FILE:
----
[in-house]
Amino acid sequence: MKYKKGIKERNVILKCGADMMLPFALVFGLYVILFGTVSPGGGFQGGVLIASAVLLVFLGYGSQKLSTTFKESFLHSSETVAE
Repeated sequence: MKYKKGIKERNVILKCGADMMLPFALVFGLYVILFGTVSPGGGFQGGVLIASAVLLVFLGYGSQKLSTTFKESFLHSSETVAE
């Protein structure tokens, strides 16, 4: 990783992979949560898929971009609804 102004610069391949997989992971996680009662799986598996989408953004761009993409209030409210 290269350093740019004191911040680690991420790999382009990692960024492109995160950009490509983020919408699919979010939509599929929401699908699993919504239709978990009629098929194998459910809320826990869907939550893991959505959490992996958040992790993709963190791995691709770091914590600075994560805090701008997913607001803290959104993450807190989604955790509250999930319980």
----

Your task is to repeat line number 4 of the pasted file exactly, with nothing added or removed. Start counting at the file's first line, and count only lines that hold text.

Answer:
């Protein structure tokens, strides 16, 4: 990783992979949560898929971009609804 102004610069391949997989992971996680009662799986598996989408953004761009993409209030409210 290269350093740019004191911040680690991420790999382009990692960024492109995160950009490509983020919408699919979010939509599929929401699908699993919504239709978990009629098929194998459910809320826990869907939550893991959505959490992996958040992790993709963190791995691709770091914590600075994560805090701008997913607001803290959104993450807190989604955790509250999930319980």